Shipwreck (Navagio) Beach

Beach name: Shipwreck (Navagio) Beach
Our rating: 5/5 about
Our rating is based on our actual visit to the beach.
Visitors rating:

Click the stars to rate it

5 = Superb! Best we visited. Worth going far out of our way to swim there again
4 = Very good. We would go out of our way to swim there again
3 = Good. We would choose it for swimming among other beaches if we were in the area
2 = Average. We could go for swimming again if we happened to be in the area
1 = Just OK. The beach was fine for swimming and sunbathing one time
0 = Disappointing. We will not return to this beach

Note that these are our simple (and unscientific) observations based on our subjective experience during our visit

Shipwreck beach, Zakynthos island
Shipwreck beach
Zakynthos island
  • Beach berm:
  • Seafloor:
  • Water rating: 5/5 about
  • Access:
    Boat = Accessible by boat only
  • Amenities:
    NONE, bring your own drinking water and food
    The day-cruise boats that take bathers to the beach have a bar and serve lunch, but you might want to pack your own picnic for the day. Make sure you get enough water, and don't forget your parasol and snorkeling gear!
  • RV / Camper Accessibility:
    Site is unsuitable for RV parking
  • Water Sports
    No water sports available on the beach
  • Snorkeling:
    Good snorkeling site
  • Notes:
    Even if you haven't been to Greece, you have undoubtedly seen the posters of Shipwreck beach somewhere, and just from the photographs, you probably thought "I'd love to be there someday". Those who have been there would testify that it's just as beautiful as the photographs, and even better. They undoubtedly think that they would love to go back.

    A photograph can barely approximate the visual harmony of the landscape; it's only a facsimile of the real sunlight that bathes everything, and it doesn't even get close to transmitting the sensation of sun rays on the skin, the cool breeze, and the play of hues between turquoise and azure.

    You would be hard pressed to find anyone who would argue that Navagio beach is not one of the best beaches of Greece, and that's because it is that spectacular of a place. The water is perfectly cool, the coarse sand warm and inviting, and the cliffs engulf you in a perfectly proportioned warm embrace.

    But the subtle beauty of Shipwreck beach is how it transcends our own human time into grander geological proportions in a very succinct and clear manner. The limestone cliffs erode to transform into an inviting white beach, and the decaying shipwreck is there to make the whole process visible. Mentally, the isolation and the shipwreck emanate feelings of adventure and romance. It has this "deserted island adventure" sort of feeling, in a safe kind of way.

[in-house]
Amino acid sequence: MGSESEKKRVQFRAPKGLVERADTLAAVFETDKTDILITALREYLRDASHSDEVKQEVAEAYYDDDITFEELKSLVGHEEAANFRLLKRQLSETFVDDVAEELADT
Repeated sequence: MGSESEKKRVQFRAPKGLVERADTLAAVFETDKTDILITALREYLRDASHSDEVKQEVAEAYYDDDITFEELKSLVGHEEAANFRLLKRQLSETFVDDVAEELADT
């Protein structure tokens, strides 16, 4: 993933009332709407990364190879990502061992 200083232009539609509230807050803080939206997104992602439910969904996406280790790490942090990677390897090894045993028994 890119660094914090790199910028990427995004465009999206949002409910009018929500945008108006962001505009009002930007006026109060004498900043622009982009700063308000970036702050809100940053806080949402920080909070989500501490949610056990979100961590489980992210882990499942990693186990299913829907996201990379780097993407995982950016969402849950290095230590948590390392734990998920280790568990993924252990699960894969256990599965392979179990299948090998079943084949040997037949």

There is no way to get to Navagio beach on foot. There is a lesser known goat path that leads to the top of the cliff behind the beach, but there is no way to get to the sand from there. The task of building a road or steps to the beach does not seem prohibitive, but absence of easy access supports an entire industry of day-cruises that's very lucrative and provides work for many people around the island. Better yet, it keeps all development away and the beach as pure as possible.

    You can reach the beach by boat from Zakynthos town, or from Alykes where you can book a day-cruise. The cruises include a larger tour around the island, the highlight of which is a one-hour stop at Shipwreck beach. These boats are large and comfortable, although they do get packed with passengers, so your space would be limited. Get to the boat early and find a good place for your company to sit, knowing that most of the land will be to port-side pretty much the entire trip.

    Another option that's highly recommended, is to drive to Cape Skinari, at the very top of the island. There is a nice lighthouse and and a restaurant there, and you can get a smaller boat to sail to the Blue Caves and to the Shipwreck beach. There is a kiosk right at the edge of the water where the Potamitis brothers operate smaller boats to the coastal attractions around the area. This travel guide does not make specific recommendations for vendors, hotels, or restaurants unless we had an exceptional experience, and we certainly are not affiliated with the operation at Cape Skinari.